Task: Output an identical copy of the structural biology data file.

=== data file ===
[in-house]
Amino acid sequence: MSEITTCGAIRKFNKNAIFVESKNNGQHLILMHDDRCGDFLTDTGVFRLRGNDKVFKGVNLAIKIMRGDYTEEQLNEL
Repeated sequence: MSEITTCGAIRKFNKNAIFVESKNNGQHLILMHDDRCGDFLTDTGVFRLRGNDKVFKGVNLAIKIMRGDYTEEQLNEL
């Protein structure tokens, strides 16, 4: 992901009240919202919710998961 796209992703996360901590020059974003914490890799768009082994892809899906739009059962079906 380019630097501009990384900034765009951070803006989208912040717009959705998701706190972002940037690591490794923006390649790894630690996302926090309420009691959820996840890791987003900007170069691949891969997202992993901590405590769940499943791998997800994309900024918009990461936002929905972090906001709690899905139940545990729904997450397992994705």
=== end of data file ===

[in-house]
Amino acid sequence: MSEITTCGAIRKFNKNAIFVESKNNGQHLILMHDDRCGDFLTDTGVFRLRGNDKVFKGVNLAIKIMRGDYTEEQLNEL
Repeated sequence: MSEITTCGAIRKFNKNAIFVESKNNGQHLILMHDDRCGDFLTDTGVFRLRGNDKVFKGVNLAIKIMRGDYTEEQLNEL
């Protein structure tokens, strides 16, 4: 992901009240919202919710998961 796209992703996360901590020059974003914490890799768009082994892809899906739009059962079906 380019630097501009990384900034765009951070803006989208912040717009959705998701706190972002940037690591490794923006390649790894630690996302926090309420009691959820996840890791987003900007170069691949891969997202992993901590405590769940499943791998997800994309900024918009990461936002929905972090906001709690899905139940545990729904997450397992994705």